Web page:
Homewood Lodge - 29 Bedford Road Northill
29 Bedford Road March 2010
In 1910 a thorough rating valuation was carried out across England as part of David Lloyd-George’s pioneering 1909 budget. The survey was so thorough it was known colloquially as the Domesday Survey. The results show that all the older buildings in Northill were owned by John Edmund Audley Harvey, who, though he lived in London, was Lord of Manor of Northill as well as Lord of the Manor of Ickwell and owner of Ickwell Bury.
Homewood Lodge was listed by the former Department of Environment in February 1976 as Grade II, of special interest. The department dated the property to the late 19th century and so it was, more than likely, built by the Harveys. The house is built in red brick, formerly partly exposed but now completely rendered, the first floor having applied timber framing and two panels of fishscale tiles. The clay tile roof also has bands of fishscale tiles. The original block is a two storeyed L-plan, and jettied at first floor in the Jacobean style. There are 20th century two storeyed additions to the rear.
The Ickwell Bury Estate was sold at auction on 1924. The sale particulars [AD1147/16] describe 29 Bedford Road as follows:
A Half-timbered Dwelling House
AND AREA OF WOODLAND
2 a. 1 r. 24 p.
The Dwelling House in Brick Built and Tiled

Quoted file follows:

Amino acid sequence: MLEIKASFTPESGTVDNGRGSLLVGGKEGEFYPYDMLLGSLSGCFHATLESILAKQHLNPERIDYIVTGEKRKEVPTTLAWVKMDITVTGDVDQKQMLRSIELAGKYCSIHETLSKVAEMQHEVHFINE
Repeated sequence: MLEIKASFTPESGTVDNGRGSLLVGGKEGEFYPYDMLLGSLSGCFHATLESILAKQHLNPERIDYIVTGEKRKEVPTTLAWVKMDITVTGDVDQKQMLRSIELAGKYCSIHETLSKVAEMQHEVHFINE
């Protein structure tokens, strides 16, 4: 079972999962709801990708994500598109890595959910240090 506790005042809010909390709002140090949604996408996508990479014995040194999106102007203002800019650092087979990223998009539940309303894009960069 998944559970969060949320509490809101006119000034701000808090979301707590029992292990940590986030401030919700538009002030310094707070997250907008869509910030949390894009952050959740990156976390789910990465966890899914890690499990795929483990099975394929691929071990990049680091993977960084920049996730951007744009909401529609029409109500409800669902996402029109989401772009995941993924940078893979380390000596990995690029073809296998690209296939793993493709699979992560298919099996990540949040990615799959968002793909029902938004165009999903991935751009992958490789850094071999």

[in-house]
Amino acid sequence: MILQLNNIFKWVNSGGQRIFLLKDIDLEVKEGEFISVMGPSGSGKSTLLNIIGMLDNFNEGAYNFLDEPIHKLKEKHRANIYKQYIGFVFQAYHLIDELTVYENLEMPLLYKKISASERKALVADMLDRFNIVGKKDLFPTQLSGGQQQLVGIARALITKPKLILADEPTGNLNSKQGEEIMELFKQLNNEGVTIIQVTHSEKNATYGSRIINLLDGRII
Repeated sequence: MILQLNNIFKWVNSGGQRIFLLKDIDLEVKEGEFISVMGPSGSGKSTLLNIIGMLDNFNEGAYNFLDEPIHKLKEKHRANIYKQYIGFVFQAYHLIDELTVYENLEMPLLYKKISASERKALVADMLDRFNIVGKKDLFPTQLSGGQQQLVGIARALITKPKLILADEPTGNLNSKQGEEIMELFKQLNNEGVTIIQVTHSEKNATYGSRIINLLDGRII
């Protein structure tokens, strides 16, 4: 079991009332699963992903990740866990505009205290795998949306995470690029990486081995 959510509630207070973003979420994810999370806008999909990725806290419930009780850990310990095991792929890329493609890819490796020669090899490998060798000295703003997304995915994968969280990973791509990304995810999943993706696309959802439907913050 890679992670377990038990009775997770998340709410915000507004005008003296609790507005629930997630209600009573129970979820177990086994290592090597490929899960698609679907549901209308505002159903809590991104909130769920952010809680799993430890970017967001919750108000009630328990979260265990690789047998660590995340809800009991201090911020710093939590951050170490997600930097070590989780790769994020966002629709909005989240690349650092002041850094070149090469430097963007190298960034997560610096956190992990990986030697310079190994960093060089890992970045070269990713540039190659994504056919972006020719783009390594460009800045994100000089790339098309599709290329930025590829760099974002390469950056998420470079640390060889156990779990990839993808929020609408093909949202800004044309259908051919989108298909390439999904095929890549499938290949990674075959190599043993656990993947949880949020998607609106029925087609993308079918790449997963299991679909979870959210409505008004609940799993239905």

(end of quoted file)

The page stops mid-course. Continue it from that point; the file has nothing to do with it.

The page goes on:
with gabled roof, having a Loggia Entrance supported on Oak pillars with dwarf (Oak) balcony rails.
It contains: - Two Sitting Rooms, Kitchen and Pantry with three Bed Rooms.
Brick and Timber Built and Tiled Out Offices.
Company’s water. Large Good Garden.
The WOODLAND contains some well-matured Oaks of good dimensions.
Let to Mr. M. HUMPHRIES on a Yearly, June 24th, Tenancy, subject to one month’s notice.
The Rating and Valuation Act 1925 specified that every building and piece of land in the country was to be assessed to determine its rateable value. Northill was assessed in 1927 and the valuer visiting Homewood Lodge [DV1/C44/137] found it owned by the Shuttleworth Estate and tenanted by Miles Humphries, who paid rent of £10 per annum, which had been set in 1915.
Accommodation comprised a reception room, a living room, a kitchen and scullery combined and a pantry with two bedrooms and an attic above. Mains water was laid on. The property stood in a quarter of an acre and had a small garden as well as a washhouse, barn and earth closet outside. The valuer remarked: “Very pretty. White roughcast and half timber, was a lodge".